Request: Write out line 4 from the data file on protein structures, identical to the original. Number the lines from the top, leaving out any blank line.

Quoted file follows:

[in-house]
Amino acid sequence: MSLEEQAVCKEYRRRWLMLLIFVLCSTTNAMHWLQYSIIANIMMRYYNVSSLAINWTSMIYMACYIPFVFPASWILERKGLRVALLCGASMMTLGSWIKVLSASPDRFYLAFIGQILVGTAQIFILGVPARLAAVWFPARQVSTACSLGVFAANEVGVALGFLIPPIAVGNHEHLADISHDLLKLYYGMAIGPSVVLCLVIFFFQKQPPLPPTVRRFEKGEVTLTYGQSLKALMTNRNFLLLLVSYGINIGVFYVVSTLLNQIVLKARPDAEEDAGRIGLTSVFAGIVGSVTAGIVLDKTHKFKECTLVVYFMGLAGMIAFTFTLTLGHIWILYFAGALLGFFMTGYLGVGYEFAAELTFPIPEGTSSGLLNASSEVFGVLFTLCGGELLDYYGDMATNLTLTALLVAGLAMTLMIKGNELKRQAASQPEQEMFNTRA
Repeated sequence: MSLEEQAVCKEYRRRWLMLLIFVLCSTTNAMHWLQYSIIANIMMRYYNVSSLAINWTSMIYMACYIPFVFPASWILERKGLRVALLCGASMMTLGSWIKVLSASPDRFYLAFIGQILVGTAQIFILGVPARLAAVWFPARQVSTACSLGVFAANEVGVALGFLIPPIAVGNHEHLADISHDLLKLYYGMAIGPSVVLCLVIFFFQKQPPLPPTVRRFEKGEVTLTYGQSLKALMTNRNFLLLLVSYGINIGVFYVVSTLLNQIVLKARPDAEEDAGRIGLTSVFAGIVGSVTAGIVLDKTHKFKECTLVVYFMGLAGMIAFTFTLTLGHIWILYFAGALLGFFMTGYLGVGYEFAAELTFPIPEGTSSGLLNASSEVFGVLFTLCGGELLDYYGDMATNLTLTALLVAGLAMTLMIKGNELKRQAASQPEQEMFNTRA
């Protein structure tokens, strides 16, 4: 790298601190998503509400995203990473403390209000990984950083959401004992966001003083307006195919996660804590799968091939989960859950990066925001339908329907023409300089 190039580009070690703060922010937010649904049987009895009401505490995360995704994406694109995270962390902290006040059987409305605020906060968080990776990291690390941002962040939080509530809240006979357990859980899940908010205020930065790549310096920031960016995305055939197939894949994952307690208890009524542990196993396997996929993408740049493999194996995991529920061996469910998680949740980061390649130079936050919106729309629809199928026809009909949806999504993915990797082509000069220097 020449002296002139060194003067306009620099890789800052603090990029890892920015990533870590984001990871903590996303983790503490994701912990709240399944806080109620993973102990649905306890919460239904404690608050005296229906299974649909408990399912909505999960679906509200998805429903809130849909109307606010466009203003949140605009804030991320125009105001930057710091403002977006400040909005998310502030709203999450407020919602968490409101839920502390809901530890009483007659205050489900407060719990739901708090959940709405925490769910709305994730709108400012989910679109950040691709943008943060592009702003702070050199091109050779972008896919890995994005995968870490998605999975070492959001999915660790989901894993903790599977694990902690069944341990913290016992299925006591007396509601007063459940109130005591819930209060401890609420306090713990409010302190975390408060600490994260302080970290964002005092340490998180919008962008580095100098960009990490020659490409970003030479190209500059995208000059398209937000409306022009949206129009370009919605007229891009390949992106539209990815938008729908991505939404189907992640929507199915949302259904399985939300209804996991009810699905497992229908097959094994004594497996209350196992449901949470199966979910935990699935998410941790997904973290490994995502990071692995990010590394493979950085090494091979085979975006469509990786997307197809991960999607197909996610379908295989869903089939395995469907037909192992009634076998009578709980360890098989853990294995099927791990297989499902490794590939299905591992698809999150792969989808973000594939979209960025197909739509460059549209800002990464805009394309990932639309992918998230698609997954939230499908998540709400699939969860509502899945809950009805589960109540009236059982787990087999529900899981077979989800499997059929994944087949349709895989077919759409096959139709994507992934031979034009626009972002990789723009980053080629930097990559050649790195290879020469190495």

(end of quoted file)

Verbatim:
């Protein structure tokens, strides 16, 4: 790298601190998503509400995203990473403390209000990984950083959401004992966001003083307006195919996660804590799968091939989960859950990066925001339908329907023409300089 190039580009070690703060922010937010649904049987009895009401505490995360995704994406694109995270962390902290006040059987409305605020906060968080990776990291690390941002962040939080509530809240006979357990859980899940908010205020930065790549310096920031960016995305055939197939894949994952307690208890009524542990196993396997996929993408740049493999194996995991529920061996469910998680949740980061390649130079936050919106729309629809199928026809009909949806999504993915990797082509000069220097 020449002296002139060194003067306009620099890789800052603090990029890892920015990533870590984001990871903590996303983790503490994701912990709240399944806080109620993973102990649905306890919460239904404690608050005296229906299974649909408990399912909505999960679906509200998805429903809130849909109307606010466009203003949140605009804030991320125009105001930057710091403002977006400040909005998310502030709203999450407020919602968490409101839920502390809901530890009483007659205050489900407060719990739901708090959940709405925490769910709305994730709108400012989910679109950040691709943008943060592009702003702070050199091109050779972008896919890995994005995968870490998605999975070492959001999915660790989901894993903790599977694990902690069944341990913290016992299925006591007396509601007063459940109130005591819930209060401890609420306090713990409010302190975390408060600490994260302080970290964002005092340490998180919008962008580095100098960009990490020659490409970003030479190209500059995208000059398209937000409306022009949206129009370009919605007229891009390949992106539209990815938008729908991505939404189907992640929507199915949302259904399985939300209804996991009810699905497992229908097959094994004594497996209350196992449901949470199966979910935990699935998410941790997904973290490994995502990071692995990010590394493979950085090494091979085979975006469509990786997307197809991960999607197909996610379908295989869903089939395995469907037909192992009634076998009578709980360890098989853990294995099927791990297989499902490794590939299905591992698809999150792969989808973000594939979209960025197909739509460059549209800002990464805009394309990932639309992918998230698609997954939230499908998540709400699939969860509502899945809950009805589960109540009236059982787990087999529900899981077979989800499997059929994944087949349709895989077919759409096959139709994507992934031979034009626009972002990789723009980053080629930097990559050649790195290879020469190495």